The jobless rate for EEs dropped from 8.6 percent in the second quarter to 7.3 percent in the third. Quarter to quarter, the EE workforce grew by 26,000.

For civil engineers, the unemployment rate dropped from 4.7 percent to 3.6 percent, but for mechanical engineers, it rose from 5.6 percent to 9.5 percent. Overall, engineering joblessness rose to 5.9 percent, a 0.4 percentage point increase compared to a 1.6 percentage point increase in the second quarter.

The unemployment rate for computer professionals went from 5.4 percent in the second quarter to 6 percent in the third. Software engineers showed a slight decline (4.7 percent vs. 5 percent), while computer scientists and systems analysts experienced an increase (7.3 percent vs. 6.4 percent).

“These mixed data suggest that the worst may be passing, but we are still a long way from the levels of engineering unemployment we would expect to see in a strong economy,” IEEE-USA President Gordon Day said. “We are also encouraged that announcements of layoffs in the high-tech sector appear to have subsided, after peaking early in the year. A clear turnaround in engineering unemployment would be a very positive sign for the general workforce, since engineers create new jobs in many categories.”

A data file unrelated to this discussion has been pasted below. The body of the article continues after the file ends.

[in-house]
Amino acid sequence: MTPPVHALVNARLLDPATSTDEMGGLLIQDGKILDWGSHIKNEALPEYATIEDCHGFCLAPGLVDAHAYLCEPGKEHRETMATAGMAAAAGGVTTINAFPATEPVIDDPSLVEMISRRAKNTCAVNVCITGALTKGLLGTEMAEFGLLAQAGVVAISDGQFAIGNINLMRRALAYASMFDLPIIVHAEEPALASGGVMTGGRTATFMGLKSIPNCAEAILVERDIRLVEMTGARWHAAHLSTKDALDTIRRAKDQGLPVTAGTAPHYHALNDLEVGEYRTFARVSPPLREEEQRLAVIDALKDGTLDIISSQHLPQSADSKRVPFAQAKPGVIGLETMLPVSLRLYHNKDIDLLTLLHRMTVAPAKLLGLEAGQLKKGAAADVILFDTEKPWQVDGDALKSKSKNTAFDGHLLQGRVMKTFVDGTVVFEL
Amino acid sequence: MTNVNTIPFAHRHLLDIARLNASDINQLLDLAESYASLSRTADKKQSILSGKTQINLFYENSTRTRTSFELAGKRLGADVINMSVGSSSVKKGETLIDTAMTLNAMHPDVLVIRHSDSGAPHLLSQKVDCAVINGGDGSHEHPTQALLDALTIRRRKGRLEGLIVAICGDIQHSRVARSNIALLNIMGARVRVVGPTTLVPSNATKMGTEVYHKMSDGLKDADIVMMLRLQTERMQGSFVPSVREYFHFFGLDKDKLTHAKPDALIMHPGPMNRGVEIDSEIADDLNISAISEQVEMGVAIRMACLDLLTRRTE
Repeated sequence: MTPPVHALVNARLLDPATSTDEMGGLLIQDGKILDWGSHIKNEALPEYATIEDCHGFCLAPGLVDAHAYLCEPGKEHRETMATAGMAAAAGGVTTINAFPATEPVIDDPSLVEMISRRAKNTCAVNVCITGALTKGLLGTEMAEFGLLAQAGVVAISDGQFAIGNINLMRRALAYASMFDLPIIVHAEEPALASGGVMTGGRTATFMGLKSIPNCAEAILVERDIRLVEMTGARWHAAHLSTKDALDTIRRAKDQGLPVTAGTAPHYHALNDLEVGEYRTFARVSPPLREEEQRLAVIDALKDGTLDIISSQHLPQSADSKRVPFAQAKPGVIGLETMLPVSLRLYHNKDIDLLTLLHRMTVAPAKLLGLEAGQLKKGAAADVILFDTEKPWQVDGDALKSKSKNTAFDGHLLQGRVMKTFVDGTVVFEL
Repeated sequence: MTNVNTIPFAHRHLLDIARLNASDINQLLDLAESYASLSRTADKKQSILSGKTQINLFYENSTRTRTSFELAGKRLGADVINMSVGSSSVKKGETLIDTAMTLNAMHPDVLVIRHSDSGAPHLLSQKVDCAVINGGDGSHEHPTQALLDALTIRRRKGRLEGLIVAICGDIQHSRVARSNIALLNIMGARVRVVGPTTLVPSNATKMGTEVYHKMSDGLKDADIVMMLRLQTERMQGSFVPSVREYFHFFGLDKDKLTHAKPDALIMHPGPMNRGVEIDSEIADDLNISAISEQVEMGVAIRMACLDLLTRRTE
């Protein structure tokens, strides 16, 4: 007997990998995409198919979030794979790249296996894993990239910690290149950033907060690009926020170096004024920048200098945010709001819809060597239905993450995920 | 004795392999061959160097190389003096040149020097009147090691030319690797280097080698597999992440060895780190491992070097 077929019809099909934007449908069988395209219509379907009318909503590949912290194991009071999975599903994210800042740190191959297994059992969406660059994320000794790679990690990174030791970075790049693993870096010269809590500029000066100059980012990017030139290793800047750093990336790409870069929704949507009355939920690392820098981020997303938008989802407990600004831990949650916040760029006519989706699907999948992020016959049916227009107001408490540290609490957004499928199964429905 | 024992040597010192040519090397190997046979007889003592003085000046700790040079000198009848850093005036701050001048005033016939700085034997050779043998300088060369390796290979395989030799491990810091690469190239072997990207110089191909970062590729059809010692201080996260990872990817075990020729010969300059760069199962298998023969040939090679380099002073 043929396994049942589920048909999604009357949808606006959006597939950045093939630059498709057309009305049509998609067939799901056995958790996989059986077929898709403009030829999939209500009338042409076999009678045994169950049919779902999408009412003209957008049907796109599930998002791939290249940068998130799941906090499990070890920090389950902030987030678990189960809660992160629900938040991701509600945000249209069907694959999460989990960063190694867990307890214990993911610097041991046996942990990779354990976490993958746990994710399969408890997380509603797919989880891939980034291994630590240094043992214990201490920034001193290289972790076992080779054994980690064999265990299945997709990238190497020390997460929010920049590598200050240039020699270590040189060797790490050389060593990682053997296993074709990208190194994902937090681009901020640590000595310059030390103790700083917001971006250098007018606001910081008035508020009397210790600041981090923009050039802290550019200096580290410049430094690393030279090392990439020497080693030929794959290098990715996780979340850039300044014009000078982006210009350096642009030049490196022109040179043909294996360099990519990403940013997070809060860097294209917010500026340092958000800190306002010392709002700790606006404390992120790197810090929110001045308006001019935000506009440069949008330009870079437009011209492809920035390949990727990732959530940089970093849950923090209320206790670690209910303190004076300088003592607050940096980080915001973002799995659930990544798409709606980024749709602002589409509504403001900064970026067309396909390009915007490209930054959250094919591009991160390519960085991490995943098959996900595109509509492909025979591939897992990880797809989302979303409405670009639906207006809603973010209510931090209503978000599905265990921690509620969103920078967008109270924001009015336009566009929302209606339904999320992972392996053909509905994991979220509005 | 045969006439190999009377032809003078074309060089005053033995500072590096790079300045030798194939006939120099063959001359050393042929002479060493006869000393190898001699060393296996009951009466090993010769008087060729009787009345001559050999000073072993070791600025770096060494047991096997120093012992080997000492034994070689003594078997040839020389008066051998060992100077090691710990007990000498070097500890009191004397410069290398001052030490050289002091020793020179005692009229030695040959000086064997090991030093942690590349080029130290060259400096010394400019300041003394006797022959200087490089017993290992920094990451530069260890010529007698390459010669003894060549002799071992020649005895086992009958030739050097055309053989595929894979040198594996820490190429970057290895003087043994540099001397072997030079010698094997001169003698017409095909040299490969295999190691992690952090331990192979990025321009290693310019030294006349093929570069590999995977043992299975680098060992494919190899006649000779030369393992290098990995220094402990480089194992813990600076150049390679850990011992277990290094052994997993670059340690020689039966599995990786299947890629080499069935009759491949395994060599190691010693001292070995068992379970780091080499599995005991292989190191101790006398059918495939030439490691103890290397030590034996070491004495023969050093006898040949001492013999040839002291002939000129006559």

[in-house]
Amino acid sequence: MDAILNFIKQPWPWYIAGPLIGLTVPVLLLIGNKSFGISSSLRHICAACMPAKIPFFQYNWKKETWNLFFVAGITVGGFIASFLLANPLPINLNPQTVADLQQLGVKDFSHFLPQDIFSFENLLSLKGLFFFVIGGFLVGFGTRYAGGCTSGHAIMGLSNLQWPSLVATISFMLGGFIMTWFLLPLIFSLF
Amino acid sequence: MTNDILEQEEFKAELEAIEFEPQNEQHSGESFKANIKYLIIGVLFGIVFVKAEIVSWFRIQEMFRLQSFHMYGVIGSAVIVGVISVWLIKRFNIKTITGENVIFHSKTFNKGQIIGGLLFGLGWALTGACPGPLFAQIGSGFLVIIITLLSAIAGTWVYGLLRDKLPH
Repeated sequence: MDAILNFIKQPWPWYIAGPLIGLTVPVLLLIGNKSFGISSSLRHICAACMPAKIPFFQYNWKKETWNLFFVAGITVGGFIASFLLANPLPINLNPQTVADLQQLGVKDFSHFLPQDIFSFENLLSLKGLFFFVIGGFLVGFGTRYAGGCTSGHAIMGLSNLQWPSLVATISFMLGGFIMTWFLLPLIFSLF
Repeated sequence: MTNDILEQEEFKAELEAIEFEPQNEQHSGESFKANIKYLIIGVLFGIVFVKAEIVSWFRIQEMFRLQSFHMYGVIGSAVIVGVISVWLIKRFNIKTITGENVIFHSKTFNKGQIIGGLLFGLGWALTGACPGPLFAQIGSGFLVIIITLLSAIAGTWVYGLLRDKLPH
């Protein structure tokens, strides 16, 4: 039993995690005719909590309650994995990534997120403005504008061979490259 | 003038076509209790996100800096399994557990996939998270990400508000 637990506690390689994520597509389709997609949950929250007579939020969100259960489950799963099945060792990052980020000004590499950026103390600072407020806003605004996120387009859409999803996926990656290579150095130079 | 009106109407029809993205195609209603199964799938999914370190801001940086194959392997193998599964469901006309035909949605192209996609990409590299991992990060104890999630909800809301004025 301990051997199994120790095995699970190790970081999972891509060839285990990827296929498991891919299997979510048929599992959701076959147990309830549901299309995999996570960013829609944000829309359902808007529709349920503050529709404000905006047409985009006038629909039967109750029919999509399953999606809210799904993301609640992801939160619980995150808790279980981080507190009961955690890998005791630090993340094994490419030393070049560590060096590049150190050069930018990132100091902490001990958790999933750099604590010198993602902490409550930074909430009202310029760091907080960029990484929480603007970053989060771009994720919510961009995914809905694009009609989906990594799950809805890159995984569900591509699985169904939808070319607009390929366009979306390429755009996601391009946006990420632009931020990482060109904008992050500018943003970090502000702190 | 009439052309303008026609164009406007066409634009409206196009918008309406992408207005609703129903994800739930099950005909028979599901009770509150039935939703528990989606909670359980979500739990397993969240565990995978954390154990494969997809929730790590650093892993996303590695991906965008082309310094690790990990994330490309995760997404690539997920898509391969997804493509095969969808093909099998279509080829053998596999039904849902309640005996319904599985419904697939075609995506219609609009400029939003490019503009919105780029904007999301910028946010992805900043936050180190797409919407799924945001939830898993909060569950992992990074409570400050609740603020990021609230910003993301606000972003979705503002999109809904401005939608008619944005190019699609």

Career enhancement resources are available for IEEE members at Help for unemployed and at-risk members is available at

IEEE-USA Releases Second E-Book in Innovation Series

WASHINGTON (16 October 2009) — IEEE-USA has just released the second e-book in its new innovation series on “Doing Innovation: Creating Economic Value.” Gerard H. (Gus) Gaynor, a retired 3M director of engineering, brings you “Book 2: Developing a Workable Innovation Process.”